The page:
When eye problems are linked in a time period, a pattern appears to emerge. For some persons, one eye difficulty seems to follow another. Secondly, when each occurrence is connected to a life situation, stress factors appear to play a role in the onset of symptoms and problems. Physical stress is one thing, however, emotional stress needs to be investigated.
In the following patient’s history, one can clearly see that one eye difficulty followed another, until the patient has only little sight left in one eye. This patterned sequence raises a question. Had the patient dealt with the source problem in the beginning, in this case an early onset of a lazy eye and strabismus, would there have been fewer problems in the future?
Another point, does surgery of the eye, on the one hand offer a compensation, and on the other, induce subtle weakness to the tissue? Does this invasion of tissue predispose future problems arising? Like the situation where doctors are now concerned that radiation is far more likely to kill you than the cancer it is treating.
Another point of interest, is why does one patient show a strabismus on one eye, and the next the other eye? Is there perhaps a reason why there is a lazy view through one eye? Is it possible that this laziness and turning has at its source confusing perceptions?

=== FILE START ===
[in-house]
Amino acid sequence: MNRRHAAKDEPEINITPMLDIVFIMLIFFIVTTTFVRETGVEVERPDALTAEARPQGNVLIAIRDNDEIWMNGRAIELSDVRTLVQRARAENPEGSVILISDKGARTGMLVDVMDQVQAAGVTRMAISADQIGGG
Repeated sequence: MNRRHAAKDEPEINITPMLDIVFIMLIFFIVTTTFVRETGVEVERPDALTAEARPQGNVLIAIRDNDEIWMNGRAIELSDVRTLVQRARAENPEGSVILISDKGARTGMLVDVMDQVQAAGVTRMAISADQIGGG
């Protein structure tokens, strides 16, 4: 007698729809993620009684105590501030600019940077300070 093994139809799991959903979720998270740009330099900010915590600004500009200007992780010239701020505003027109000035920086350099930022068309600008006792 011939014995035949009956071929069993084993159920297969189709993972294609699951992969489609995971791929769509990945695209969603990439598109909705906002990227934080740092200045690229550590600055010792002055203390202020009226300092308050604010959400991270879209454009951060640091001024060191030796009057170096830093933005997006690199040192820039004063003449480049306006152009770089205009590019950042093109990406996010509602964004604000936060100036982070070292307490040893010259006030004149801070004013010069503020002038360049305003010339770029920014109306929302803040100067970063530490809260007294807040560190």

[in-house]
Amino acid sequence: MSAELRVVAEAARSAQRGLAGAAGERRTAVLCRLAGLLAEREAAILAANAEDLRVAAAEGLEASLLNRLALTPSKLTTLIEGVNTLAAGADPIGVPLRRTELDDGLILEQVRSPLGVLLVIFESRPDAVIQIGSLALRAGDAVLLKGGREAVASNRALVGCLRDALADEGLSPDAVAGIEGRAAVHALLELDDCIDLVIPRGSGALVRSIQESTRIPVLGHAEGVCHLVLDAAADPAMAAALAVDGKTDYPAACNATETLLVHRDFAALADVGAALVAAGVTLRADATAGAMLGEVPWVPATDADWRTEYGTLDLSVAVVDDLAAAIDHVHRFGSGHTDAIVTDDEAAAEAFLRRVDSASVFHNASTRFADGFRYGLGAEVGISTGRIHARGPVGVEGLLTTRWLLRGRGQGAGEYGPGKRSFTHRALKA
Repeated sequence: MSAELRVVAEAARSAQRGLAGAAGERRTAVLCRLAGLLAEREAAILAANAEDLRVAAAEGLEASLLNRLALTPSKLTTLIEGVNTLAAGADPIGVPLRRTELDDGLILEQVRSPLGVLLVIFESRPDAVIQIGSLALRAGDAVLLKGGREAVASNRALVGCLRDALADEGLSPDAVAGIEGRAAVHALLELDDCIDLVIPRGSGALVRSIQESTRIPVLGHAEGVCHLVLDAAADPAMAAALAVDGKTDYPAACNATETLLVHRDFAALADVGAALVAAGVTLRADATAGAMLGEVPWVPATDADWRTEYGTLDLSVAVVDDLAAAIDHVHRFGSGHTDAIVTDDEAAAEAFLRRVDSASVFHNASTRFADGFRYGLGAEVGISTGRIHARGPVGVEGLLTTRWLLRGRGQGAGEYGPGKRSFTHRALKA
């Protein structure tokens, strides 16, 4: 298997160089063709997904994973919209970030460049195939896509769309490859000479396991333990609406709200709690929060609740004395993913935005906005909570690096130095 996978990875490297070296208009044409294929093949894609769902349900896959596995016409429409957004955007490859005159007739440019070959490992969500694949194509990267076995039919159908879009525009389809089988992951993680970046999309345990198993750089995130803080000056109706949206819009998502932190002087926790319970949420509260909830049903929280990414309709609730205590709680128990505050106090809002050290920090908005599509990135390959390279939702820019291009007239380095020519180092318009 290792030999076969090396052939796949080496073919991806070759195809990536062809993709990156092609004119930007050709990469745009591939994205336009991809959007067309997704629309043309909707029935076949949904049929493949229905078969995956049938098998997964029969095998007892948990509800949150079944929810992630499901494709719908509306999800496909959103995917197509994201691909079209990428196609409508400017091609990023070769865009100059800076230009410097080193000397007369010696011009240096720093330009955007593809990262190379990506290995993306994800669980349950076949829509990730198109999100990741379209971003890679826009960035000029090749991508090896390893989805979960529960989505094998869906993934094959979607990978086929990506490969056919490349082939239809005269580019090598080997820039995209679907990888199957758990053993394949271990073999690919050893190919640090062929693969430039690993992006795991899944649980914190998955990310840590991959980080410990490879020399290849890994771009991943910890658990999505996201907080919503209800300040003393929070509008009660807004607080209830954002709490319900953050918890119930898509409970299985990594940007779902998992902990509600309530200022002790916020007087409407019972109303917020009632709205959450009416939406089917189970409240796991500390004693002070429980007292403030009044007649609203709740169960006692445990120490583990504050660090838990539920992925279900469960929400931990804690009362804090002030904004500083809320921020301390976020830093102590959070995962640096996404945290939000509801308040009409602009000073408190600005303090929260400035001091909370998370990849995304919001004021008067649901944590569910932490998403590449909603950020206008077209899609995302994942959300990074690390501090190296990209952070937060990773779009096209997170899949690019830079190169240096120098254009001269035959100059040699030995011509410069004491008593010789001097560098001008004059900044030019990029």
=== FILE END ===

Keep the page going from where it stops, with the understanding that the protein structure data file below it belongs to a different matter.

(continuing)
The patient writes:
“Dear Dr Kaplan
I am 61 years old. Since childhood my left eye has been lazy and corrected with surgery at age 14. After the surgery, I slowly started to lose the sight in the left eye and now it is only 5%. My right eye sight has always been good without glasses. After age 40, I used reading glasses. In a few years, my far vision became worse and used progressive lenses for all distances.
In my mid fifties, I had laser surgery so that I would only have to use reading glasses. A few years later, I was diagnosed with chronic serous choroidopathy in my right eye, and slowly started losing my sight in this eye. It dropped from 75% sight to where it is now 30%. A year ago, I was diagnosed with Glaucoma in both eyes and use drops in both eyes as a treatment.
Now, I have been diagnosed with cataract in the right eye, and an implantation has been recommended. What can I do differently?”
Suggestions in a case like this:
i) Complete a full investigation of the life stress factors that are still in place.
ii) Have the patient dive into incompletions on emotional situations in their life
iii) Modify their eating and exercise pattern that assists the future self healing of the remaining eye function.
iv) Use complementary methods, such as Energetic EyeHealing, as part of the ongoing vision care program.
When a patient like this is examined at a young age, a thorough case history must investigate emotional mitigating factors related to the eye condition at the time. In this way prevention of future deterioration is possible.